I hate signing paintings and yet have found it to be absolutely crucial to my sales... serious collectors look for it. (James Goodliff)

If I see a painting I particularly like, the first thing I want to know is where I can see more of that artist's work... I'd be frustrated if there were no signature. (Tom Hoffmann)

Not wanting my signature to be obtrusive, I usually inscribe it modestly in pencil right into the wet paint. (Marvin Humphrey)

My gallery always checks, "Did you sign these?" Not on the back, as always, but on the front. (Joseph Jahn)

The signature mars the painting... I have often struggled to find a suitable space to sign a painting without interfering with a 'precious' passage. (Mira Kamada)

A big signature on the front of a painting is like wearing clothes covered in logos; it's tacky and makes you look insecure. 'Branding,' however, is a useful marketing tool, but has nothing to do with artistic merit. (Douglas Kincaid)

I have seen no evidence to support the comment that works unsigned on the front do not sell as well. In fact, over the years, I have seen many, many paintings degraded by poor choices the artist made in signing their name on the front. (Ted Lederer)

I have a long name, and I don't like scribbled signatures; so I paint in my Hebrew initial in a kind of chop. (Sam Liberman)

Paint it, sign it, frame it, sell it. (Doug Mays)

If you don't sign you work somewhere, believe me the gallery owner will put someone else's name on it to get rid of it. And it won't be yours. Don't sign at your peril. (Richard Mazzarino)

I believe the brain activity involved in looking/ seeing is interrupted by reading. I don't want to be distracted by extraneous words when viewing images. (Nina Meledandri)

I find words, letters, numbers, dates and signatures distracting... and juror selections are swayed by knowing who's work they are seeing. As for dealers, it's their job to 'inform' their clients of who's who and what's what. (Odette Nicholson)

Most Russian artists almost never signed on the front of their paintings. They did it on the canvas back... where any written information ought to be. This applies also to the smaller paintings, especially with artists' names exceeding the length of admiration. (Alex Nodopaka)

We should make a conscious effort to develop a signature that is unique, as well as elegant, unobtrusive and readable - something which contributes to the finished artwork rather than detracting or distracting from it. (Paul Paquette)

In art school I was taught not to sign my paintings. I didn't for years after graduating until, one day, I realized that it was just stupid... maybe never compete with them in the market? It's like some kind of sick elitist joke. (Karla Pearce)

If not having a signature reduces sales, perhaps something other than quality work is involved. (Tiit Raid)

Whatever mark you make, make it your own. It will pay off in the end when you start to sell... Buyers want to know who they are buying. In fact, it's a badge of honor to show off a signature. (Rick Rotante)

Many works have no "up." A signature is usually a good indication of where the artist believes "up" to be on an abstract work. I don't want to influence the viewer/possible owner into thinking that it won't fit into almost any space or that their personal taste is upside down or sideways. (Nola Russell)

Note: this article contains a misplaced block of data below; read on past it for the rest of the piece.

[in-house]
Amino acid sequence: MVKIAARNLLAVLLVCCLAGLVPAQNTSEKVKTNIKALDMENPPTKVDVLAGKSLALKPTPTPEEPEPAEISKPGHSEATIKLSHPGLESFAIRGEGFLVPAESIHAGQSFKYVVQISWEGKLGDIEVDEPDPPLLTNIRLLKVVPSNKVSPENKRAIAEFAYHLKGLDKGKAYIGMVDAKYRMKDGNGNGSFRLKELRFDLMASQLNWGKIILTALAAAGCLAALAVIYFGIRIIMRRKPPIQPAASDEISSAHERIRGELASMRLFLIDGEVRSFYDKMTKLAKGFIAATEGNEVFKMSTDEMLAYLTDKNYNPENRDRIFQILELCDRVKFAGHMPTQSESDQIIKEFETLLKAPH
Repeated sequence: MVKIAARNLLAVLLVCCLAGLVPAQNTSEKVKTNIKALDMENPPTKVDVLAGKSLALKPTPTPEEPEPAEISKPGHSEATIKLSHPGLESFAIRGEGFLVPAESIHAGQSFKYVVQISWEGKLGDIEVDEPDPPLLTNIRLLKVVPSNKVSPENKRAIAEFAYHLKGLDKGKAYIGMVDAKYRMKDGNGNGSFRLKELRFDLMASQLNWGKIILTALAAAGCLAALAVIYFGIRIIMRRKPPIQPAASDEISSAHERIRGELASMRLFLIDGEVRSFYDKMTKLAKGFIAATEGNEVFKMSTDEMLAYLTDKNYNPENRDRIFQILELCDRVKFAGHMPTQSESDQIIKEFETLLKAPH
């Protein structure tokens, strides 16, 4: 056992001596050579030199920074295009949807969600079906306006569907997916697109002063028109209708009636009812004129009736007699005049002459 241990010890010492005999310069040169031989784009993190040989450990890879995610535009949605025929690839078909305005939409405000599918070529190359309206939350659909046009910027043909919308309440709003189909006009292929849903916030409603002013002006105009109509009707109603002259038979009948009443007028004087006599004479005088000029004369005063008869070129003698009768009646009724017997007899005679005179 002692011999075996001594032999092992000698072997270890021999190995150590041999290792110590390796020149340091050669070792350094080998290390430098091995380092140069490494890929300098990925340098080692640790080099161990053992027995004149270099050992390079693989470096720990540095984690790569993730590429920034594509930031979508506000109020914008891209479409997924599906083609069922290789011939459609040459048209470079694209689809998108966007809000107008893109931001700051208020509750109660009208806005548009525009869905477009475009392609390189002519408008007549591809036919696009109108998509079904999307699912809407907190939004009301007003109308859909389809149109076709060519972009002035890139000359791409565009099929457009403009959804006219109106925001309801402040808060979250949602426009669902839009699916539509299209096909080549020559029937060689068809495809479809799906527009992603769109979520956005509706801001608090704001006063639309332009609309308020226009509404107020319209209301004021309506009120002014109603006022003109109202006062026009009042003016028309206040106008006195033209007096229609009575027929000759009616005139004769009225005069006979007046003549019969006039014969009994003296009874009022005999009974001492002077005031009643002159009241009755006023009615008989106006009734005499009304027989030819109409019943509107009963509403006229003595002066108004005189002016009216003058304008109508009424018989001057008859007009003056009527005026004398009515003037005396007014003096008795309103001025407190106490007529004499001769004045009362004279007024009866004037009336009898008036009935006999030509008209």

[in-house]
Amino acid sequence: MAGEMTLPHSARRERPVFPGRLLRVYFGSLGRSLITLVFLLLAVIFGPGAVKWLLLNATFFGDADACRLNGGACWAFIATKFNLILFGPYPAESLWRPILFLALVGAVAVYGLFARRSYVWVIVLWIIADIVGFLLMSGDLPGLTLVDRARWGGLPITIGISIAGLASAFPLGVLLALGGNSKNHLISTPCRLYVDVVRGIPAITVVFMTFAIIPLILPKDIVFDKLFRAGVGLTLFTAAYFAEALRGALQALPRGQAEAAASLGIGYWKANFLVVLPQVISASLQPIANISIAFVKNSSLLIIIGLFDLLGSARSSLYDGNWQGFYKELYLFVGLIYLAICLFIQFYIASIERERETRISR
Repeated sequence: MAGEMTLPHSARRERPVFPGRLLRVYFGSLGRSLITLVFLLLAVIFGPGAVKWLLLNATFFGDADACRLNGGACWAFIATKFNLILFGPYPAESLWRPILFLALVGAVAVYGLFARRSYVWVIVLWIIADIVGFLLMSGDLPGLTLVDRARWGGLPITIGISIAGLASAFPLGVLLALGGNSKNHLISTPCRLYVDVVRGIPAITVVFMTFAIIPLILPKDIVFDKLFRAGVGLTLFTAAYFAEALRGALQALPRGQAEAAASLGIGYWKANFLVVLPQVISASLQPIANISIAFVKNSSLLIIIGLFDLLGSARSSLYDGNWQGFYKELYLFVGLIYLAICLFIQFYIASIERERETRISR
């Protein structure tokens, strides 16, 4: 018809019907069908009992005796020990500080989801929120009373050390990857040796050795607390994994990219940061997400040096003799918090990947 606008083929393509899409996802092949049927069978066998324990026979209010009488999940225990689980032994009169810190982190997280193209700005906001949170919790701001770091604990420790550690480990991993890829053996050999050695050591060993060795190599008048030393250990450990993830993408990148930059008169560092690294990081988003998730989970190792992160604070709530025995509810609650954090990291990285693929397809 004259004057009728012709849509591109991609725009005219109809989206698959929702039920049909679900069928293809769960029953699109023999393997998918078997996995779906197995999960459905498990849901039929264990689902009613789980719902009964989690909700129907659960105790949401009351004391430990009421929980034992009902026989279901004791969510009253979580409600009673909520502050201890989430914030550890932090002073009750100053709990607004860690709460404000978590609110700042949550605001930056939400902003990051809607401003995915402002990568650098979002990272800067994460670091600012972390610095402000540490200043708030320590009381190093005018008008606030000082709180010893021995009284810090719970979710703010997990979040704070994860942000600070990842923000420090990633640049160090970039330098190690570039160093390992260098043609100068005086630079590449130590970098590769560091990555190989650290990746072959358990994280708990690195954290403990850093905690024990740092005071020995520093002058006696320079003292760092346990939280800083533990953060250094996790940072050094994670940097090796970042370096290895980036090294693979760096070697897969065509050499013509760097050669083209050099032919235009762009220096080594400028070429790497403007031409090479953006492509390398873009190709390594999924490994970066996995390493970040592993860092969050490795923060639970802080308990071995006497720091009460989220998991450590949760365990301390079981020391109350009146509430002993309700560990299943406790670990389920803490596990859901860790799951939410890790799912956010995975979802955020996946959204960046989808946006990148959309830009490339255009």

Normally my work is complete in itself and does not allow any addition of any sort. More over, my style is my signature. I face no problem on this account. (S.K. Sahni)

A distinctive painting style requires no signature by the artist. (Ian Semple)

A signature on one of my stained, gently nuanced paintings is visually jarring. (Judy Singer)

Several of the framers I have used for my own work have been reluctant to frame an unsigned piece until I can come back and sign it. (Juanita Smith)

The signature detracts from the appearance of the painting stylistically... is a little jolt to the viewer, bringing him back into the room, when I hope he'll 'lose' himself in the world of the painting. (Leslie Tejada)

I would like to have a conversation with Mr. Warhol about why he didn't always sign his work. I would hope he would use my excuse as it relates to the graphic rather than painterly images in his work. I'm afraid, however, his answer would be, 'Oh, honey, if you don't know by looking at it that it's mine, you don't deserve to know!' (Suzanne Thompson)

Signing a work is essential for authenticity purposes - but I'm not a fan of flashy and/or large signatures. I've seen many a painting ruined by the signature. (Katherine Tyrrell)

A painting without a signature is like a Big Mac without a pickle. (Author unknown)

We've all seen paintings with signatures in red, splashed across the bottom so obtrusively one wonders about the size of the artist's insecurity complex, or signed up the side, vertically, signalling, 'Look at me, I'm different!' (Stephanie Vagvolgyi)

I was in the Georgia O'Keeffe Museum in Santa Fe, New Mexico. Not a one of her works were signed! (Jan Werdin)

Gender discrimination. I sign my paintings with the most masculine signature I can muster. (Jane Whittlesey)

Right, not signing our paintings is equal to not signing cheques! It is also equal to not acknowledging, in public, that our children are ours! (Mona Youssef)


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Last modified: August 22, 2014